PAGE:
Cyber crime has become alarmingly prevalent in a world where most transactions are conducted online using digital platforms. Based on current cyber crime trends, the cost of such attacks could reach upwards of $20 trillion worldwide by 2026.

What Is Cyber Crime?

Cyber crime is a general term describing the myriad of criminal activities carried out using a computer, network, or another set of digital devices. Consider cyber crime the umbrella over the vast range of illegal activities that cyber criminals commit. These include hacking, phishing, identity theft, ransomware, and malware attacks, among many others.

The reach of cyber crime knows no physical boundaries. Criminals, victims, and technical infrastructure span worldwide. With the use of technology to exploit security vulnerabilities on both a personal and enterprise level, cyber crime takes many shapes and continuously evolves. In turn, the ability to effectively investigate, prosecute, and prevent cyber crimes is an ongoing fight with many dynamic challenges.

Cyber crime poses a serious threat to individuals, businesses, and government entities and can result in significant financial loss, damaged reputation, and compromised records. As technology advances and more people rely on digital devices and networks for standard operations, the threat of cyber crime continues to increase, making it more critical than ever to take steps to protect against it.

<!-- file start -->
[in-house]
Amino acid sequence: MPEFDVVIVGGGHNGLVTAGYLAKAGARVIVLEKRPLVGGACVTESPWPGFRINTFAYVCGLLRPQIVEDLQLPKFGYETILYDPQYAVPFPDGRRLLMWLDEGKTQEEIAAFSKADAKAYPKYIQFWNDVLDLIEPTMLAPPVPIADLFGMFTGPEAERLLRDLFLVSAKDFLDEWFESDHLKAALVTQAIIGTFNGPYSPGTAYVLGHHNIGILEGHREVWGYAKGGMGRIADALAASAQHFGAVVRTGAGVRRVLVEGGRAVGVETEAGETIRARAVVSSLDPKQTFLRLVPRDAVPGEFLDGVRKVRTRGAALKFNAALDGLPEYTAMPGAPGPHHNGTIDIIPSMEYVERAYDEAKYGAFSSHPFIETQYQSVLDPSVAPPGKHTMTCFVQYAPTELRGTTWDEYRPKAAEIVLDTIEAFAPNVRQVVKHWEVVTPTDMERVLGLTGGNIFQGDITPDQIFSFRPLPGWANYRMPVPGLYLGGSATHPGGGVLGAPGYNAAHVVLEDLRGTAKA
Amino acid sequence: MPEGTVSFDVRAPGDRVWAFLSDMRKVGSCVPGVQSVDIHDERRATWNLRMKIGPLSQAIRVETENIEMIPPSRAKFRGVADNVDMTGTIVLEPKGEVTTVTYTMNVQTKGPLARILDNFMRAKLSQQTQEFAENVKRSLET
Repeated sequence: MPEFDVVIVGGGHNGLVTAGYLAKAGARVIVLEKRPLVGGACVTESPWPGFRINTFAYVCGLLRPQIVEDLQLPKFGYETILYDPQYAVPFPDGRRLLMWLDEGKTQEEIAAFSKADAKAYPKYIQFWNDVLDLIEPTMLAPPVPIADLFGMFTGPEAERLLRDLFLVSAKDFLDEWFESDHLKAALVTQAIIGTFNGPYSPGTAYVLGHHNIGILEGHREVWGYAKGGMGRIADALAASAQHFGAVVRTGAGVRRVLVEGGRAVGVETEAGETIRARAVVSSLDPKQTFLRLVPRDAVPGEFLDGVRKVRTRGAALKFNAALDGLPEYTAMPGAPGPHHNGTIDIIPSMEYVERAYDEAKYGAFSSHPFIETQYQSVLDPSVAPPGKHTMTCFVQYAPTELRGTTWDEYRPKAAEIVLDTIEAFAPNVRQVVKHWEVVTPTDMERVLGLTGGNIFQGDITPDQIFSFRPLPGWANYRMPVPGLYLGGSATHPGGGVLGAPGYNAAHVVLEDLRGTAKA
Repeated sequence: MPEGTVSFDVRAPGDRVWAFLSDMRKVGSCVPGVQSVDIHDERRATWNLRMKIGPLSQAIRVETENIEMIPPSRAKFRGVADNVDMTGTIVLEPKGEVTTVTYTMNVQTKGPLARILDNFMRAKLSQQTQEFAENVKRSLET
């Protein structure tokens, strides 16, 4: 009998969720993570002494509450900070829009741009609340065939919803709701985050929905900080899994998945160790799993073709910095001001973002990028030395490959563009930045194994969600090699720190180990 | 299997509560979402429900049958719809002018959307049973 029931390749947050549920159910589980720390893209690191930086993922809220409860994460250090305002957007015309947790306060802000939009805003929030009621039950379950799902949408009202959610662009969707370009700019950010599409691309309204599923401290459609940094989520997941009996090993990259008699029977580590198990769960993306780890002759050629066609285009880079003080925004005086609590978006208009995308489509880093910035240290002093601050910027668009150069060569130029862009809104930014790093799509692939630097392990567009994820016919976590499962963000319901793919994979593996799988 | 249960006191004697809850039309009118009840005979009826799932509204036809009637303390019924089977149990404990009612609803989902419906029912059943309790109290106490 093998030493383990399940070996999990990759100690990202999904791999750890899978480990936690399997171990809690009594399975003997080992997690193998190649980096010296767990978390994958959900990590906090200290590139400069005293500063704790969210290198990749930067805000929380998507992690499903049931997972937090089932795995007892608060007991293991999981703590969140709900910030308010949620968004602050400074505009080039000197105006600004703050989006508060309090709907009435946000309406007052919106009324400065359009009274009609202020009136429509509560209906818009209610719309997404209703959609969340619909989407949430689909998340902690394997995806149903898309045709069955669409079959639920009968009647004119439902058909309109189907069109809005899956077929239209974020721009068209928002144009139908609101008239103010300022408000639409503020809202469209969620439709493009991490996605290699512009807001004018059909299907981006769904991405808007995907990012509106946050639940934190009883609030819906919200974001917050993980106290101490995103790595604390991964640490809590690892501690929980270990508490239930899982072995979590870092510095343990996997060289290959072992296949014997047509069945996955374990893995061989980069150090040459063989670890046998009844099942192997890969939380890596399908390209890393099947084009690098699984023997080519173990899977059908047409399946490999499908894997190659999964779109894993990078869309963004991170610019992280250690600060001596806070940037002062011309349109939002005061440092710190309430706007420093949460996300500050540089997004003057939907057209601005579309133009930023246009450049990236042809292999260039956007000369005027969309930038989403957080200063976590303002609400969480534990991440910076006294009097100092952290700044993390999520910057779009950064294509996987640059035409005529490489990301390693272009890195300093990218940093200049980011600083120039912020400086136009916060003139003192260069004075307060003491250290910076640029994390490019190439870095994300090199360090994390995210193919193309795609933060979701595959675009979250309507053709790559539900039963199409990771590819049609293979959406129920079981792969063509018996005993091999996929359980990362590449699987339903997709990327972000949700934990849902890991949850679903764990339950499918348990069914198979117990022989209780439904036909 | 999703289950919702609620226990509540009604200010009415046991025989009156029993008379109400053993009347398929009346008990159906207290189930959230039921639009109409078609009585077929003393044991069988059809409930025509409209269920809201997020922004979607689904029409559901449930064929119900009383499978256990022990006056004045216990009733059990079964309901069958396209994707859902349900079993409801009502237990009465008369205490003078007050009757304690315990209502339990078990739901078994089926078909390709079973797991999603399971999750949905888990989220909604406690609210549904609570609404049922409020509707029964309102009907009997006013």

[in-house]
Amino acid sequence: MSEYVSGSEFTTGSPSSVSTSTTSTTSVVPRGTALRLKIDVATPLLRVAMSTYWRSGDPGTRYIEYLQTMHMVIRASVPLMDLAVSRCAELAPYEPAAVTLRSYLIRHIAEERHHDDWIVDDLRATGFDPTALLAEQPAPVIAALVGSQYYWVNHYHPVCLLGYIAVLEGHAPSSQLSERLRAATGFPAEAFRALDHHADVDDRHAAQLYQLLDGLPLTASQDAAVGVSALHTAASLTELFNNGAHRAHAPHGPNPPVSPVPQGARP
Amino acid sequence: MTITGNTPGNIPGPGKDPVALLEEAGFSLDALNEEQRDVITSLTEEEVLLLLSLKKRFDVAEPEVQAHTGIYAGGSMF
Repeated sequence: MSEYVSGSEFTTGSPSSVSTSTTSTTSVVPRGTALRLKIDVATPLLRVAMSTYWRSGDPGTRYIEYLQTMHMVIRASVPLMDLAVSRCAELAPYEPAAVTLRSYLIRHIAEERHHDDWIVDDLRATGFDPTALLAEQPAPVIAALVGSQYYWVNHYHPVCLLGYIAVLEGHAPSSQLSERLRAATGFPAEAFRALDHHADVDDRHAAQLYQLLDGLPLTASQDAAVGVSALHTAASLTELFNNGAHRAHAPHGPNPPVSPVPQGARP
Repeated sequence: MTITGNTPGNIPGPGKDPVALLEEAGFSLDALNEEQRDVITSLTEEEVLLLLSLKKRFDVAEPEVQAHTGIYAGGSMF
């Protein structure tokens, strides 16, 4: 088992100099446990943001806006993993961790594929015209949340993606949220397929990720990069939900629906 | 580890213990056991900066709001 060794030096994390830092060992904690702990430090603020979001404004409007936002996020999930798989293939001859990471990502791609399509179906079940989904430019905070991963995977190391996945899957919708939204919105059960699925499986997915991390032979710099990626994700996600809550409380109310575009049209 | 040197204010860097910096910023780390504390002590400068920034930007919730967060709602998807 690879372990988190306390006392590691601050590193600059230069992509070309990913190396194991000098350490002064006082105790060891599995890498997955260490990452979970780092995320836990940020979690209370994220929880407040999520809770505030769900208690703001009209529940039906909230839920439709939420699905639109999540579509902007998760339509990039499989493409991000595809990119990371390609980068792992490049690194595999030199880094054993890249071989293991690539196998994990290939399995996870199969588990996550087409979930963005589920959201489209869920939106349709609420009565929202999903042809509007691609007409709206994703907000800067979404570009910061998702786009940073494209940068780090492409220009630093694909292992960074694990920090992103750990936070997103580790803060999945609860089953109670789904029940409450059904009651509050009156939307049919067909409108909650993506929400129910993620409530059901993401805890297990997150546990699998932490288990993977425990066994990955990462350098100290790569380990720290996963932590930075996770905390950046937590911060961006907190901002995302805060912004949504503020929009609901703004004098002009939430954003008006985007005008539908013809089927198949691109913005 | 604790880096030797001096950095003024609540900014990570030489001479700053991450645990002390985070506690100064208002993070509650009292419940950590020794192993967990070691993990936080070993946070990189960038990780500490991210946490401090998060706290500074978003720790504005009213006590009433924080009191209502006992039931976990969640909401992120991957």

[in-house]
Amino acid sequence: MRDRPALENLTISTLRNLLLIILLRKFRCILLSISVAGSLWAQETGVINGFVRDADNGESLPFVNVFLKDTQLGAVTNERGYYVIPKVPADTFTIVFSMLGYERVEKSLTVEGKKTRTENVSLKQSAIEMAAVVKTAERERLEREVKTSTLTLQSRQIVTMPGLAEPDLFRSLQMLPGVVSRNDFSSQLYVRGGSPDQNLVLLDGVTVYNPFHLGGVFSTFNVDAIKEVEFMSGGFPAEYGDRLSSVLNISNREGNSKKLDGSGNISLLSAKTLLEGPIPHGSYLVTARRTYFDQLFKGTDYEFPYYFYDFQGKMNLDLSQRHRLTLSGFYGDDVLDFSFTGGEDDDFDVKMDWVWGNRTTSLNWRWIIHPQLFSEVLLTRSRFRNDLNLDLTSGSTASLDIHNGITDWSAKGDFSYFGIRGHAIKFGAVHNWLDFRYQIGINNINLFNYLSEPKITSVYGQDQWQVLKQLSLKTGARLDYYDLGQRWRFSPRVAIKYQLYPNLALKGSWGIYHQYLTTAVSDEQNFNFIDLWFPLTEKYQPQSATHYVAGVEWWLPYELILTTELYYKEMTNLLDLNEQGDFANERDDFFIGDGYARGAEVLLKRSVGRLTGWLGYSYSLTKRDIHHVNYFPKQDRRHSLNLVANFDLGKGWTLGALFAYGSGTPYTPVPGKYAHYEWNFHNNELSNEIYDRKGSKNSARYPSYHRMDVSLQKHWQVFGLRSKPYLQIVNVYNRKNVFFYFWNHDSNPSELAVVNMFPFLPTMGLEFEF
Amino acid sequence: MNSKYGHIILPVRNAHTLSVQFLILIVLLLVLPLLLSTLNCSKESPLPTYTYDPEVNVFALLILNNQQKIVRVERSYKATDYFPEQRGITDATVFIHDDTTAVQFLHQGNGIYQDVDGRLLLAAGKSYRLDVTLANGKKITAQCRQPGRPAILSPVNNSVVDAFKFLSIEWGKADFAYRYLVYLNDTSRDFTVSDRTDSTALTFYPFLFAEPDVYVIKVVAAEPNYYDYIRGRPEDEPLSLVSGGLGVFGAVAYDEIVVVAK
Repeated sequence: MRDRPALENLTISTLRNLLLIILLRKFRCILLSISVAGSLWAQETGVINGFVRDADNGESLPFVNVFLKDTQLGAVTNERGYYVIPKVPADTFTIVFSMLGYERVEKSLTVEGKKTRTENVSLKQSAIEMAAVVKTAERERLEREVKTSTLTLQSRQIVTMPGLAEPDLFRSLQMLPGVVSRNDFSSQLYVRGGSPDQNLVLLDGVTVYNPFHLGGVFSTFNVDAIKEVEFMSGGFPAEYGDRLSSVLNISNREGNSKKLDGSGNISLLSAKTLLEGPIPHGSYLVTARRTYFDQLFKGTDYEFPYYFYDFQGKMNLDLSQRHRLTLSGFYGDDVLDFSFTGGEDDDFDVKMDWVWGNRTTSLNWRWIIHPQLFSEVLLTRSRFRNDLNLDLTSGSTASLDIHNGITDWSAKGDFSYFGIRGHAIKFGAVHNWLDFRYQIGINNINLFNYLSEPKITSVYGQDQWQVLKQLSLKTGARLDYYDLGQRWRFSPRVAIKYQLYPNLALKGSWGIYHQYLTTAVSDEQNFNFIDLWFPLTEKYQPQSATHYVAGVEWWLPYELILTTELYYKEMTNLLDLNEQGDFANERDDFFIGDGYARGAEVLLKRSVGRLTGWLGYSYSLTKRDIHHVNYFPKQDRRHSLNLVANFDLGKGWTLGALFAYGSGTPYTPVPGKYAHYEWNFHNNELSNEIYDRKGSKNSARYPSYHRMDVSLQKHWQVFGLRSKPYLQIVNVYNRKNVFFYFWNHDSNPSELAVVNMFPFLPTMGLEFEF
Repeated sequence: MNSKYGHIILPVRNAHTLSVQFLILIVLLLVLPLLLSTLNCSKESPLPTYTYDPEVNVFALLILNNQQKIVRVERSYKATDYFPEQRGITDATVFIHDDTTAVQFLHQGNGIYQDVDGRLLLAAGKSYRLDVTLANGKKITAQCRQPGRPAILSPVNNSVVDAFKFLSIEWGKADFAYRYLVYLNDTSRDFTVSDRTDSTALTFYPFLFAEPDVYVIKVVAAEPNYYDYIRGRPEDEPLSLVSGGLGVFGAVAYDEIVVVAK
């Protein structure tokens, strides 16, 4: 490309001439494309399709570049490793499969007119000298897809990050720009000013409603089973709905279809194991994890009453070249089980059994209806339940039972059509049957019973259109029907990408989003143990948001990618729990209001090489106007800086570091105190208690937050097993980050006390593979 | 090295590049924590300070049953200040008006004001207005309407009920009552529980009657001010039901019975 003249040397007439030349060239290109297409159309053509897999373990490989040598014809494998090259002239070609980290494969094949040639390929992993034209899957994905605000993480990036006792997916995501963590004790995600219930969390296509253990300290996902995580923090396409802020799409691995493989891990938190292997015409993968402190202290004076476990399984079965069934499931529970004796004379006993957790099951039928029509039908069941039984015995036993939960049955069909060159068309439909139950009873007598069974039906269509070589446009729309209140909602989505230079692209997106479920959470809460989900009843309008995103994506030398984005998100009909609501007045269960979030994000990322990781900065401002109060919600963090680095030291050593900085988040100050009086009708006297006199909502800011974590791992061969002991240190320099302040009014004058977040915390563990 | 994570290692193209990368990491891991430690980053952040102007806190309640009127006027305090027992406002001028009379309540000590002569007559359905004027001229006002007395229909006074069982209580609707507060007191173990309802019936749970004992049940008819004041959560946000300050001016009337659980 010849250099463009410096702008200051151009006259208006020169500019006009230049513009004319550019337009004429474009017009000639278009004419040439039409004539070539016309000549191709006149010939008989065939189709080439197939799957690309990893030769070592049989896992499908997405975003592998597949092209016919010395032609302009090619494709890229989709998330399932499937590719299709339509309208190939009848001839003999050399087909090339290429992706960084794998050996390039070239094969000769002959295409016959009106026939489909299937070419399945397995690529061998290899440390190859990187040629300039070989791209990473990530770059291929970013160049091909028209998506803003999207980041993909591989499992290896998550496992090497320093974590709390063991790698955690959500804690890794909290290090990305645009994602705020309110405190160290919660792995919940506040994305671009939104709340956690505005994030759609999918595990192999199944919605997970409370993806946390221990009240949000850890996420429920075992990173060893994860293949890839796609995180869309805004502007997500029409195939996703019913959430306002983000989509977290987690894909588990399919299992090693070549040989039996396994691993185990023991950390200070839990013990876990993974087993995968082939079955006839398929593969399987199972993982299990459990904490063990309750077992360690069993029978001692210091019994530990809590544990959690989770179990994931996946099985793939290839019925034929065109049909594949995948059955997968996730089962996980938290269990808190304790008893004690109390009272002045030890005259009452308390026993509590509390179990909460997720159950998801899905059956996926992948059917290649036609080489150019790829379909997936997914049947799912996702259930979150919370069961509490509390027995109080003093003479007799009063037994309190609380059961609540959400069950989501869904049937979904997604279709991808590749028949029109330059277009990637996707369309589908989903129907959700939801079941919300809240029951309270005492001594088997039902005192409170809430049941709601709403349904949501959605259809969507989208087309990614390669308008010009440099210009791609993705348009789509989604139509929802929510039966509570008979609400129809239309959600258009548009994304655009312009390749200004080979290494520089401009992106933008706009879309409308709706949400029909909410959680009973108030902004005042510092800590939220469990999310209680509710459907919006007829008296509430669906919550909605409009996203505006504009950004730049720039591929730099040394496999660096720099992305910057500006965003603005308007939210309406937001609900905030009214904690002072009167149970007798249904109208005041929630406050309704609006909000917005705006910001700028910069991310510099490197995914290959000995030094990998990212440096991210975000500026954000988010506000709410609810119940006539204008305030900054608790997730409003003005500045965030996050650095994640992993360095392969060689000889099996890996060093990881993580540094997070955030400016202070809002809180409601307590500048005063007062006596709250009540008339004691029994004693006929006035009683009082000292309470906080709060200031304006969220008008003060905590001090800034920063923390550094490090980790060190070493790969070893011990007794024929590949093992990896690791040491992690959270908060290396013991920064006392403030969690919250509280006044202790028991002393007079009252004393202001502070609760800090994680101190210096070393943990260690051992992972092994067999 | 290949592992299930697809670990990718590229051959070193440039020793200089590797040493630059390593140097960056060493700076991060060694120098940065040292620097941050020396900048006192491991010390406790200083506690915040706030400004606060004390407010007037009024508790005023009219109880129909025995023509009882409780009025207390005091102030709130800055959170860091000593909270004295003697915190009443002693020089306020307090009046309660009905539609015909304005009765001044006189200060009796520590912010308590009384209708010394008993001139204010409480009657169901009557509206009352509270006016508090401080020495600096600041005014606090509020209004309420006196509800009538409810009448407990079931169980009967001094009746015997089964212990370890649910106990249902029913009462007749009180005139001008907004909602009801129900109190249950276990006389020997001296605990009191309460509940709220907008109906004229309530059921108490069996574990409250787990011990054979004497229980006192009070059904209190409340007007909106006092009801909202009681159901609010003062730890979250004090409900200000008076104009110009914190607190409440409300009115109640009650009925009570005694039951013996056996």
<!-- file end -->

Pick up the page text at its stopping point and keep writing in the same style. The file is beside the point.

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Cyber Crime Types and Examples

Cyber crime covers a broad spectrum of criminal activities that involve various digital platforms and technologies. Many types of cyber crimes are worth discussing, from fraudulent emails and social media activity to phishing scams and ransomware attacks. While some of these overlap with how they are committed, the most common include:

Email Scams

Misleading schemes that take many forms. Fake emails mislead recipients, while social engineering techniques deceive people into divulging information, such as credit card numbers, or transferring money to the attacker. Phishing schemes, whereby scammers mimic legitimate brands, are a common form of email scams.

Social Media Fraud

Scams that use social media platforms like Facebook, Twitter, Instagram, and TikTok to deceive and defraud victims. Examples include fictitious online stores, catfishing, social engineering attacks, or impersonation scams. Social media frauds often exploit user trust, naivety, and a tendency to overshare personal information online.

Banking Fraud

Fraudulent activities that target financial institutions or their customers and stakeholders. Banking frauds most commonly result in significant financial loss or identity theft, and attacker strategies often involve sophisticated hacking and social engineering tactics. Examples include credit card fraud, ATM skimming, and online banking scams.

eCommerce Fraud